The Schillerpark Settlement was the first metropolitan housing project in Berlin during the Weimar Republic. Taut's urban planning reflects modern Dutch architecture, particularly the work of Jakobus Johannes Pieter Oud. His choice of materials also reflects the brick buildings of Amsterdam.

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    Side Portal of the Roman North Gate of CCAA

    This gate of the Roman city (Colonia Claudia Ara Agrippinensium) was built around 50 AD when the city was founded. The side portal was rebuilt above the remains of the city gate and wall in 1971.

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    Speicherstadt, Hamburg

    The Speicherstadt in Hamburg, Germany is the largest warehouse district in the world where the buildings stand on timber-pile foundations, oak logs, in this particular case. It is located in the port of Hamburg—within the HafenCity quarter—and was built from 1883 to 1927.

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    Speyer Cathedral

    The Speyer Cathedral, officially the Imperial Cathedral Basilica of the Assumption and St Stephen, in Speyer, Germany, is the seat of the Roman Catholic Bishop of Speyer and is suffragan to the Archdiocese of Bamberg.

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    St. Mary's Cathedral (Hildesheim Cathedral), Hildesheim

    Hildesheim Cathedral, officially the Cathedral of the Assumption of Mary, is a medieval Catholic cathedral in Hildesheim, Germany, that has been on the UNESCO World Cultural Heritage list since 1985, together with the nearby St. Michael's Church.

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    St. Michael's Church, Hildesheim

    The Church of St. Michael is an early-Romanesque church in Hildesheim, Germany. It has been on the UNESCO World Cultural Heritage list since 1985. It is now a Lutheran church.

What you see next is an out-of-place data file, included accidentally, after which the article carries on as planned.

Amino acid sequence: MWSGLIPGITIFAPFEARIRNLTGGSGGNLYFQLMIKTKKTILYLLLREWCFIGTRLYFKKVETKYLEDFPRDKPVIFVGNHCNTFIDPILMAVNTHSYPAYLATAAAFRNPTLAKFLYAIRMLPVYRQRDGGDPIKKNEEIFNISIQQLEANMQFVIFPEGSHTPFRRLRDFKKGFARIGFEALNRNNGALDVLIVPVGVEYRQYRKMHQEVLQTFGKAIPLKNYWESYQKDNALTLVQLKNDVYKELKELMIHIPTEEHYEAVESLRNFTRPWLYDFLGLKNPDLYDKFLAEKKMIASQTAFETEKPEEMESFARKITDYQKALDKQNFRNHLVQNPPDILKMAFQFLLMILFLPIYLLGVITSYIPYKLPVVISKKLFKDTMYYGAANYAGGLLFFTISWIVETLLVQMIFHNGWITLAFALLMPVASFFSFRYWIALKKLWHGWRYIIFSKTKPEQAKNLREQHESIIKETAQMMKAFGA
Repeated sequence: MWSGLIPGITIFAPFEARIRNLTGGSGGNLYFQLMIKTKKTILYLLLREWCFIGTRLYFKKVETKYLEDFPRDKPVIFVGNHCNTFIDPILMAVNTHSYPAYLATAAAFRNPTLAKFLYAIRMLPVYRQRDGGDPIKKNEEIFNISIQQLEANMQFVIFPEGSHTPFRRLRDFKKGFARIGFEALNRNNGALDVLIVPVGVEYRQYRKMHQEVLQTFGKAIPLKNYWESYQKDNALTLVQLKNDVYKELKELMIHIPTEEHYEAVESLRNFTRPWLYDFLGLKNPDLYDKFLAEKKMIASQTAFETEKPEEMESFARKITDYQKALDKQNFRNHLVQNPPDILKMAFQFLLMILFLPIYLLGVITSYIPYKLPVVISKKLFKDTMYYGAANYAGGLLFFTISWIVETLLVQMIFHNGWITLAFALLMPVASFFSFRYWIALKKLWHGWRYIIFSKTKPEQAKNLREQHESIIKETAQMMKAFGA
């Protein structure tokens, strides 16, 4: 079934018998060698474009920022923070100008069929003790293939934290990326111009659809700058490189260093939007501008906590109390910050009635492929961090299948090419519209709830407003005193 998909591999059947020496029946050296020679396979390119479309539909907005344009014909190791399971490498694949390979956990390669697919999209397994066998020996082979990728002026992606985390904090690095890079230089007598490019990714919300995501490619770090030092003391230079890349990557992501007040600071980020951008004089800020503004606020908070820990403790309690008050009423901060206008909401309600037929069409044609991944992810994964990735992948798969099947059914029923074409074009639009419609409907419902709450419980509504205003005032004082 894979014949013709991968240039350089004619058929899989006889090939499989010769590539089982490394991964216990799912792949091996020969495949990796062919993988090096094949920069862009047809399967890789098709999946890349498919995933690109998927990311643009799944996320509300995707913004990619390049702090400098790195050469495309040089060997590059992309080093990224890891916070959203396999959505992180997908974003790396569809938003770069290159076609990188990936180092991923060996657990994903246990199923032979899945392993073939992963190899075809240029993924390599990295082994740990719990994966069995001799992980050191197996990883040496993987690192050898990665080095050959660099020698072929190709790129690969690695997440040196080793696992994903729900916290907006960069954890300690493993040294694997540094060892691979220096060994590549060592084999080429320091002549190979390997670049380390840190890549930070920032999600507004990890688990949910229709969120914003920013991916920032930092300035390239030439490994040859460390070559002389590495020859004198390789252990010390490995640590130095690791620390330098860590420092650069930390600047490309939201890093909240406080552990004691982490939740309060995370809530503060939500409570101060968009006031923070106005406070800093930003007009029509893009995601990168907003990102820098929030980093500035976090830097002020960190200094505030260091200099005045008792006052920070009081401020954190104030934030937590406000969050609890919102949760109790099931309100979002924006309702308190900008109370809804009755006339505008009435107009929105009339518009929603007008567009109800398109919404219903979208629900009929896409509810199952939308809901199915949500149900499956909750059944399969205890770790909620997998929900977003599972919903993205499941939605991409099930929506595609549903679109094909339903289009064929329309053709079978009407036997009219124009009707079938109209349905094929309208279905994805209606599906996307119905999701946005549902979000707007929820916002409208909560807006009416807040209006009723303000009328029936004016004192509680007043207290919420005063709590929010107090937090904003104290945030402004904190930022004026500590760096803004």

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    Stahlberg Castle Ruins

    The Stahlberg Castle is a ruined castle in a side spur on a mountain spur above the hamlet Steeg the city Bacharach, Mainz-Bingen district in Rhineland-Palatinate.

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    Stolzenfels Castle

    Stolzenfels Castle is a castle or palace near Koblenz on the left bank of the Rhine, in the state of Rhineland-Palatinate, Germany. Stolzenfels was a ruined 13th-century castle, gifted to the Prussian Crownprince, Frederick William in 1823.

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    Tiefurt Mansion (Castle) and Park

    Built in 1765 as a tenement house for a grand ducal demesne, the building served from 1776 as the residence of Prince Friedrich Ferdinand Constantin, the younger brother of the reigning Duke Carl August of Saxe-Weimar-Eisenach.

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    Town Hall (Rathaus), Lemgo

    Lemgo city hall is listed as a piece of European Union artwork on the UNESCO list 1 for good reason. Its facades have maintained their appearance over the course of many hundreds of years (from 1325).

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    Town Hall, Goslar

    The Goslar Town Hall is, indeed, a building of the centuries: the east wing with the arcades opening onto the Market Square was begun in the middle of the 15th century and over the following 400 years the Town Hall was continually extended and enlarged.

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    Trier, formerly known in English as Treves, is a city in Germany on the banks of the Moselle. Trier lies in a valley between low vine-covered hills of red sandstone in the west of the state of Rhineland-Palatinate, near the border with Luxembourg and within the important Moselle wine region.

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    Villa Rustica, Bingen am Rhein

    Villa rustica (countryside villa) was the term used by the ancient Romans to denote a villa set in the open countryside, often as the hub of a large agricultural estate (latifundium).

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    Volklingen Ironworks

    The Volklingen Ironworks (German: Völklinger Hütte) is located in the German town of Volklingen, Saarland. In 1994, it was declared by UNESCO as a World Heritage site.

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    Wadden Sea

    The Wadden Sea is an intertidal zone in the southeastern part of the North Sea. It lies between the coast of northwestern continental Europe and the range of Frisian Islands, forming a shallow body of water with tidal flats and wetlands.